Some advocates of infant church-membership, admit the temporary nature of the Mosaic institution; but maintain that there ran through it, and was contained in it, a spiritual and unchangeable covenant, which had been made with Abraham, and which is now in force. To this covenant, our attention will next be directed.

[1] Eph. vi. 1.

[2] Col. iii. 20.

[3] Mark ix. 37.

[4] Mark x. 15; Luke xviii. 17.

[5] Matt. xviii. 6.

[6] John xiii. 33. In the original text a different word is here employed, which seems to have been more appropriate for the expression of endearment. Its literal meaning agrees with that of the other term, and is properly given by our translators in the words “little children.”

[7] Luke xiii. 2.

[8] Mark iv. 33.

[9] Rom. i. 32.

[10] Acts xxvi. 29.

[11] Matt. xix. 13.

[12] Mark x. 13; Luke xviii. 15.

[13] 1 Cor. vii. 14.

[14] For a more extended examination of 1 Cor. vii. 14, see a tract entitled “A Decisive Argument against Infant Baptism,” published by the Southern Baptist Publication Society.

[15] Ex. xxiv. 13; Zech. iii. 1.

[16] Matt. i. 21; Col. iv. 11.

[17] Acts vii. 38.

[18] Heb. ii. 12.

[19] Deut. xii. 5.

[20] John iv. 21.

[21] Acts xvii. 27.

[22] Heb viii. 9.

[23] 1 Chr. xxviii. 8; Mic. ii. 5.

[24] Deut. xxiii. 1-8; Exod. xii. 43-47.

[25] Eph. ii. 14, 15.

[26] Deut. xxiii. 1-3.

[27] Acts x. 35.

[28] Heb. vii. 18.

[29] Heb. viii. 7.

[30] Heb. x. 9.

John L. Dagg- Manual of Theology- Volume 2

In the seven miracles recorded in John’s Gospel we may discern a striking order of thought as they portray Christ communicating life to His people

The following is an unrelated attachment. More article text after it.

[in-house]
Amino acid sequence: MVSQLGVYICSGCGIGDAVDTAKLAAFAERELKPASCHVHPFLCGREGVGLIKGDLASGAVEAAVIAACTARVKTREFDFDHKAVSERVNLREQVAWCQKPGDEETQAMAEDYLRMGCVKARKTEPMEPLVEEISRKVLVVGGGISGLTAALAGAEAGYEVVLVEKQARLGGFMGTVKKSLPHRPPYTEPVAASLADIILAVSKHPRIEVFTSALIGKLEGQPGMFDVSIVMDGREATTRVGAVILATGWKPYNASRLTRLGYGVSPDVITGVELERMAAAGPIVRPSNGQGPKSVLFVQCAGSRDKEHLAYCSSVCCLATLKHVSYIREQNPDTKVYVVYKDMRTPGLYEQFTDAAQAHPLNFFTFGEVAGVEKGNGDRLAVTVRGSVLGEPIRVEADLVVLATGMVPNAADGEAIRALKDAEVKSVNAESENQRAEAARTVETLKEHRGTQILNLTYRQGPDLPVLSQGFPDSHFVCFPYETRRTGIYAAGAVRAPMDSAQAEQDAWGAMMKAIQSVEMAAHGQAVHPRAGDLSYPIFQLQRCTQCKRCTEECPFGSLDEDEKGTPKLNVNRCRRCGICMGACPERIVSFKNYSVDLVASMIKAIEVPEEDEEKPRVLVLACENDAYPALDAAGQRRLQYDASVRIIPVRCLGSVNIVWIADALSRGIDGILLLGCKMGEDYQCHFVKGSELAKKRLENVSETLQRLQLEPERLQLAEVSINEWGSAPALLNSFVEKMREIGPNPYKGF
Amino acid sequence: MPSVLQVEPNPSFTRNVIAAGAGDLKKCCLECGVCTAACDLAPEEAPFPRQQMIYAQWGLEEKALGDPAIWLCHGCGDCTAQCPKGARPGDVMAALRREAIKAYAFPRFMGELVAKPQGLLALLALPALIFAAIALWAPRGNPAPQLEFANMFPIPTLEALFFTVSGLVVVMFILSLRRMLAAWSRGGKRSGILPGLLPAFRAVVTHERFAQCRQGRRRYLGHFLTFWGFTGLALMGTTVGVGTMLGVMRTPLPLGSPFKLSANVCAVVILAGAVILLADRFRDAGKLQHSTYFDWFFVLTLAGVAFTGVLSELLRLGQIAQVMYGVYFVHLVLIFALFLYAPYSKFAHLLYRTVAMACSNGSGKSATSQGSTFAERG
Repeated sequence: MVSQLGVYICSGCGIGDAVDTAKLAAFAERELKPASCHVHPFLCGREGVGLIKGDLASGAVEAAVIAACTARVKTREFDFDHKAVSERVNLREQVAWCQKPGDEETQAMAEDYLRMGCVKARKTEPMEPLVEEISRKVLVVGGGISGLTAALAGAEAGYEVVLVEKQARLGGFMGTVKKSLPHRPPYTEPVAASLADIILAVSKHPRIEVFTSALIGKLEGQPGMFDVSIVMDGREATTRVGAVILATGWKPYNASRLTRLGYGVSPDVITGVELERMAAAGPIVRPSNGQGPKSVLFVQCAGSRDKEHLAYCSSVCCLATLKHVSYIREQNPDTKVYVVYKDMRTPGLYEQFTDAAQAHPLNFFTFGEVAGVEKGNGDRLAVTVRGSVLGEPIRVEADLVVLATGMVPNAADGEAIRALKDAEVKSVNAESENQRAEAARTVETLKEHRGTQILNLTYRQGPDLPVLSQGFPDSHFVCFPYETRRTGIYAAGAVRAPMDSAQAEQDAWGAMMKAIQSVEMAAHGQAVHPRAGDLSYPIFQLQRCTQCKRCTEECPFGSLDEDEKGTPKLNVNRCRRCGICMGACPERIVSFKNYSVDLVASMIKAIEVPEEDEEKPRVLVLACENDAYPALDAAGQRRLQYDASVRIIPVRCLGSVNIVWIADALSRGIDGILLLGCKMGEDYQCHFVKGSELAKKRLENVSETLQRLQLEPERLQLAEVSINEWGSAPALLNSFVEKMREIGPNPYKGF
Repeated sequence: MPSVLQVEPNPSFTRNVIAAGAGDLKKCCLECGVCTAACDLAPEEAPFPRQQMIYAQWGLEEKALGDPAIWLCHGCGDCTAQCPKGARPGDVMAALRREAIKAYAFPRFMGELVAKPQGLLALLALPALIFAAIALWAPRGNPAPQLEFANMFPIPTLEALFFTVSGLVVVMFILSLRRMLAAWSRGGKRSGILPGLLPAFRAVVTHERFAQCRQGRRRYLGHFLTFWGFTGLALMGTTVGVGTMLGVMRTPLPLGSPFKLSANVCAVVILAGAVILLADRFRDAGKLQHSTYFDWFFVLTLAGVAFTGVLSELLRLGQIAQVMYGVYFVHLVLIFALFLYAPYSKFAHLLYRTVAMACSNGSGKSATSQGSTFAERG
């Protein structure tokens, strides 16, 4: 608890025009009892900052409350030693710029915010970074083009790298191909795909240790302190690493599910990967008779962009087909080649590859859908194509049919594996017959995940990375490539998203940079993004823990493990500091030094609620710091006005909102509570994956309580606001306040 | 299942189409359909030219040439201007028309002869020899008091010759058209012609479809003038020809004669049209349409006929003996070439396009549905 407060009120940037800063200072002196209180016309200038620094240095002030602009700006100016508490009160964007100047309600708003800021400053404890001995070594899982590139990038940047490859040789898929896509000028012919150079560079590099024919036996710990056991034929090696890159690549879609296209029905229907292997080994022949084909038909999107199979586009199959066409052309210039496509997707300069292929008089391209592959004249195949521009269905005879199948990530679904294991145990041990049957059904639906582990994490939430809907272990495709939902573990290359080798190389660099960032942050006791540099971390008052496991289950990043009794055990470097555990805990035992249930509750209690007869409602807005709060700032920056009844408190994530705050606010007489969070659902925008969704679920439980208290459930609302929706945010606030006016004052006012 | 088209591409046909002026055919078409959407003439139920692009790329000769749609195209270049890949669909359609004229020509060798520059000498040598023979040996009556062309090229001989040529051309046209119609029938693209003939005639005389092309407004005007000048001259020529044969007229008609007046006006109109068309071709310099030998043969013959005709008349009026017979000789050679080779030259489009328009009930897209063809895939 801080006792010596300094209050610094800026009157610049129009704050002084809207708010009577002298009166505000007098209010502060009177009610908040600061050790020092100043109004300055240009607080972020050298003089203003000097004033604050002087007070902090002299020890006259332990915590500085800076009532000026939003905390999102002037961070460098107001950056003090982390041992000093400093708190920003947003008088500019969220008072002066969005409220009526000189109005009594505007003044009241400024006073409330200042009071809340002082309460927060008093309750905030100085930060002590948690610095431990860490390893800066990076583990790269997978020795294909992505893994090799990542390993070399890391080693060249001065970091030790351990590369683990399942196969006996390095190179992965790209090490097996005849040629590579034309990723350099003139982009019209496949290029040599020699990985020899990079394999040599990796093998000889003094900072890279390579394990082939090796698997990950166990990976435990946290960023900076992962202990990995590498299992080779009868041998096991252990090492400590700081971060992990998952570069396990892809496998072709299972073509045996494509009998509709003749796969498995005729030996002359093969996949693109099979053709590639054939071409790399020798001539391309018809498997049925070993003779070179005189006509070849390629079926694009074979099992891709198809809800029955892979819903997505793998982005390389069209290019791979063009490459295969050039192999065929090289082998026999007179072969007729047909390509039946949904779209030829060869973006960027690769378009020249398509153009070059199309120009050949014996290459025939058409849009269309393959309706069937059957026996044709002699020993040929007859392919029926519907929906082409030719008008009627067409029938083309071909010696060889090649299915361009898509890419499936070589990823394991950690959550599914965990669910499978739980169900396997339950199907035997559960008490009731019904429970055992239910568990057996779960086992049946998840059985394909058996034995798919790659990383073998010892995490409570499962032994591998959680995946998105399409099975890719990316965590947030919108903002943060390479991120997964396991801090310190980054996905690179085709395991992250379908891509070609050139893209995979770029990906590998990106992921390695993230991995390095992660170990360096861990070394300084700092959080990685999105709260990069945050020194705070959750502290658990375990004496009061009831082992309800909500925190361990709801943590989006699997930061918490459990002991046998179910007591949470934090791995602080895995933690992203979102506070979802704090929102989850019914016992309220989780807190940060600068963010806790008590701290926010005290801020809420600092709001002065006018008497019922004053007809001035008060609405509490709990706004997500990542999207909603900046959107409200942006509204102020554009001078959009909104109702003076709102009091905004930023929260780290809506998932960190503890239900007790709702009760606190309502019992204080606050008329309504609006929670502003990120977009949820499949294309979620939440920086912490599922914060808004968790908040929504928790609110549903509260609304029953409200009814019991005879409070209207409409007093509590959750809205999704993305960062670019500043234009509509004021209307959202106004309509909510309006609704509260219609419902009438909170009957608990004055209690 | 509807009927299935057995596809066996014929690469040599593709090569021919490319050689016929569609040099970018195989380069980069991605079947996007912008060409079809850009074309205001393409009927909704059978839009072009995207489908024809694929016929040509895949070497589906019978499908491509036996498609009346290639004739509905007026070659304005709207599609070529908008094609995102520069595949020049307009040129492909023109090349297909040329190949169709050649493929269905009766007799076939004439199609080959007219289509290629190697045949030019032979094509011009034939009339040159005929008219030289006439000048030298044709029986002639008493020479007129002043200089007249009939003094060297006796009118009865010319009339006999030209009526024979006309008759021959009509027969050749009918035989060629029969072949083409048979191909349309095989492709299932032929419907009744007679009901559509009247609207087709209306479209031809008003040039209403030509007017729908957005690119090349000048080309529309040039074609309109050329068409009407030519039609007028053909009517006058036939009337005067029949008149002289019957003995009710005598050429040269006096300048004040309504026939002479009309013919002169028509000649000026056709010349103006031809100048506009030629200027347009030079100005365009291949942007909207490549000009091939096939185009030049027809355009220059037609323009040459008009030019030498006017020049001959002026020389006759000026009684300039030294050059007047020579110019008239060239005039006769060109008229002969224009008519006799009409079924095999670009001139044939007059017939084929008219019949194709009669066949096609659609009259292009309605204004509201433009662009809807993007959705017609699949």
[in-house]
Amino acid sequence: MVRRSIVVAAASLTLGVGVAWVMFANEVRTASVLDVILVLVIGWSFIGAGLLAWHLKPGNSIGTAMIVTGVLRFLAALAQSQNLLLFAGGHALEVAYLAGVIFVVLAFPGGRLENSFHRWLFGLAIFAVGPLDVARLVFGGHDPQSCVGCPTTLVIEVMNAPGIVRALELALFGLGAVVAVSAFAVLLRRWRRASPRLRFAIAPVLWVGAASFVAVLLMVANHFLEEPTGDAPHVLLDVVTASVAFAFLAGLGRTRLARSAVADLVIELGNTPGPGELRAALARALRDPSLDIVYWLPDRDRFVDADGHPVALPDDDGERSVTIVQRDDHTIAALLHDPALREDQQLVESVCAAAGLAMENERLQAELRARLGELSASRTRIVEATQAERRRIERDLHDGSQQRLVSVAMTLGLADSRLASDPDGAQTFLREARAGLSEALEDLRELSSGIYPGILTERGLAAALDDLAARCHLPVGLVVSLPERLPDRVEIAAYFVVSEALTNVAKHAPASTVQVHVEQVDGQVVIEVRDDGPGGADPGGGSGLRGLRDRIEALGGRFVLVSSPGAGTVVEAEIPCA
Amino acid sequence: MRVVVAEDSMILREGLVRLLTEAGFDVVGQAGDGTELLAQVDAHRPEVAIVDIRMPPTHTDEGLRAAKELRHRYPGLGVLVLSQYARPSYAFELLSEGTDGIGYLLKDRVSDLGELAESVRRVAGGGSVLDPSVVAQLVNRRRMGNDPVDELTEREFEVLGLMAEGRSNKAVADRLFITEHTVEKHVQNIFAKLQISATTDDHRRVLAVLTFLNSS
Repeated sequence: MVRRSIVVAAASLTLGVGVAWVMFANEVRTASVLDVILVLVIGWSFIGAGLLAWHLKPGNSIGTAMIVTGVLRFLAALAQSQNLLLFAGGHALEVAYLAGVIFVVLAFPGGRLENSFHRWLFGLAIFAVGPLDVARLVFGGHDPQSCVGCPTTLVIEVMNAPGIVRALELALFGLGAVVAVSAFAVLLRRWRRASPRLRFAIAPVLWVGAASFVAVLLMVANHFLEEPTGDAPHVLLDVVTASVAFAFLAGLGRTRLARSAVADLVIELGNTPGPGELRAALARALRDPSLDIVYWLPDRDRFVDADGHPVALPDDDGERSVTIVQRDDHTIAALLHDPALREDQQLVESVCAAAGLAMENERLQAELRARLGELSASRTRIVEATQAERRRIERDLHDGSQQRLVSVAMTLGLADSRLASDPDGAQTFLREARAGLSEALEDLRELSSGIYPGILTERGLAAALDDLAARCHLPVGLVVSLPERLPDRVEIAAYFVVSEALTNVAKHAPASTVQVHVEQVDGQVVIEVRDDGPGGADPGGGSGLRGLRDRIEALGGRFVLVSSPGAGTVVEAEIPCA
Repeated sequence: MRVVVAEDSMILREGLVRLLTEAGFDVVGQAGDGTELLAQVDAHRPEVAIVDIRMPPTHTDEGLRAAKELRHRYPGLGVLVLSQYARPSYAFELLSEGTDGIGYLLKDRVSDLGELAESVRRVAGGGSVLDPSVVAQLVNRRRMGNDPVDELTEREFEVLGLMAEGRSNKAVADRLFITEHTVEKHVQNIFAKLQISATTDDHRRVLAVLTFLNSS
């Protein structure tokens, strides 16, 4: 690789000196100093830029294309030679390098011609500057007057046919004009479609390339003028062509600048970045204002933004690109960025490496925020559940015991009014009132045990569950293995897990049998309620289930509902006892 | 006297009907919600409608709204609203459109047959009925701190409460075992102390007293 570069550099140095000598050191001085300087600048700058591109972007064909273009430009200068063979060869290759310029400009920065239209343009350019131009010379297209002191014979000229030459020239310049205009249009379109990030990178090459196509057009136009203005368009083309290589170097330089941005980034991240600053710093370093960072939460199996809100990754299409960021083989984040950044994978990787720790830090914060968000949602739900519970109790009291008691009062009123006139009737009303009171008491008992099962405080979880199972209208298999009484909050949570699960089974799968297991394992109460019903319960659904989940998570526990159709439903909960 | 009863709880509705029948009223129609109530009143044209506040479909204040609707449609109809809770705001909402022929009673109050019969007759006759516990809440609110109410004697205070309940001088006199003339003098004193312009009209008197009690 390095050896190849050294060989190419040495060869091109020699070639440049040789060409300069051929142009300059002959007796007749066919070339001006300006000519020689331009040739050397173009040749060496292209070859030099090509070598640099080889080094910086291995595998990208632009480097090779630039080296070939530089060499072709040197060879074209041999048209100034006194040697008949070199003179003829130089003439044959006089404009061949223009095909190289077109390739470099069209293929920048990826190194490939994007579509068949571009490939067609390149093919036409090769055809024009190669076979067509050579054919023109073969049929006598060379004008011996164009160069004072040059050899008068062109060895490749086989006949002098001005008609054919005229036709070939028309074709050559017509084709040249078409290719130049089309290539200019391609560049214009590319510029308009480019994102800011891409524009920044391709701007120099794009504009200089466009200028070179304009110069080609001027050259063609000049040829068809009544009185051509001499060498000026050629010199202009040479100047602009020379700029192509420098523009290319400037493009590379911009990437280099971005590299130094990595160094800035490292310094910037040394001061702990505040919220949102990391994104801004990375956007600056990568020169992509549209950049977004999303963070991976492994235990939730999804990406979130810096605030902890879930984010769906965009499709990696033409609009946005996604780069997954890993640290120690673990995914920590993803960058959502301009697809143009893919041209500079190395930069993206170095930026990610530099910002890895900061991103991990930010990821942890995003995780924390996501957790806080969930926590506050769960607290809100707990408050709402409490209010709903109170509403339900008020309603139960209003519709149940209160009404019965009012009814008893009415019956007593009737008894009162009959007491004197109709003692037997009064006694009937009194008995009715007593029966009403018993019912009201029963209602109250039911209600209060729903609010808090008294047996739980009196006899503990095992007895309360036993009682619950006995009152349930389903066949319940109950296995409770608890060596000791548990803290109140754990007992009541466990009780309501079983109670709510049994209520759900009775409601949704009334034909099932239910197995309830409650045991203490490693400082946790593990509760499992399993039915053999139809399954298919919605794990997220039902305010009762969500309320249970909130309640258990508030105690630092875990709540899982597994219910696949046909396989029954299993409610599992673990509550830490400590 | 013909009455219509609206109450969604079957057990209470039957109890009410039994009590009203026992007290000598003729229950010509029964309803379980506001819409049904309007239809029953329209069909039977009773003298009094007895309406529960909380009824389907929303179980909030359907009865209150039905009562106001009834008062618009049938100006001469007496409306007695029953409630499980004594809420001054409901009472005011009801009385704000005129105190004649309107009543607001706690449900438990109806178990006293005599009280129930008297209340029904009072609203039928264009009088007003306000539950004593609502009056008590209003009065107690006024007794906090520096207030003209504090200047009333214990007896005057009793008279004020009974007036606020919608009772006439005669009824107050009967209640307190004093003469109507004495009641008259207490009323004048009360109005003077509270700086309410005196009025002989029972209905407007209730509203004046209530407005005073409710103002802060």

In the seven miracles recorded in John’s Gospel we may discern a striking order of thought as they portray Christ communicating life to His people. In His turning of the water into wine at the Cana marriage feast (John 2:6-11) we are shown, symbolically, our need of life—Christ supplying what was lacking. In the healing of the nobleman’s son (4:47-54), who was “at the point of death,” we have pictured the be stowment of life. In the healing of the impotent man (5:3-9) we behold the power of life, enabling a helpless cripple to rise up and walk. In the feeding of the multitude (6:11) we see how graciously Christ sustains our life. In His going to the fearful disciples on the storm-swept sea we witness Him defending their lives, delivering them from danger. In the response made by the blind man whose eyes Christ opened (9:7, 38) we learn what is to he the occupation of life—he worshipped Him: in this way, supremely, we are to employ the new nature. In the raising of Lazarus from the sepulcher (11:44) we have the consummation of life, for the resurrection of the saints is the prelude to their eternal felicity.

The teaching of our Lord concerning the Holy Spirit’s operations within and toward the saints follows an instructive and a climacteric order.

First, He made mention of being “horn of the Spirit” (3:6, 8), for quickening is His initial operation upon the elect.

Second, by means of figurative language (cf. 3:5), He spoke of the Spirit’s indwelling: “the water that I shall give him shall he in him a well of water springing up into everlasting life” (4:14).

Third, He declared that there should he a breaking forth of the same, and a refreshing of others: “out of his belly [or innermost part] shall flow rivers of living water. But this spake He of the Spirit” (7:38, 39).

Fourth, He promised that the blessed Spirit should he theirs permanently: “I will pray the Father, and He shall give you another Comforter, that He may abide with you for ever” (14:16).

Fifth, He announced that the Spirit would fully instruct them: “He shall teach you all things” (14:26).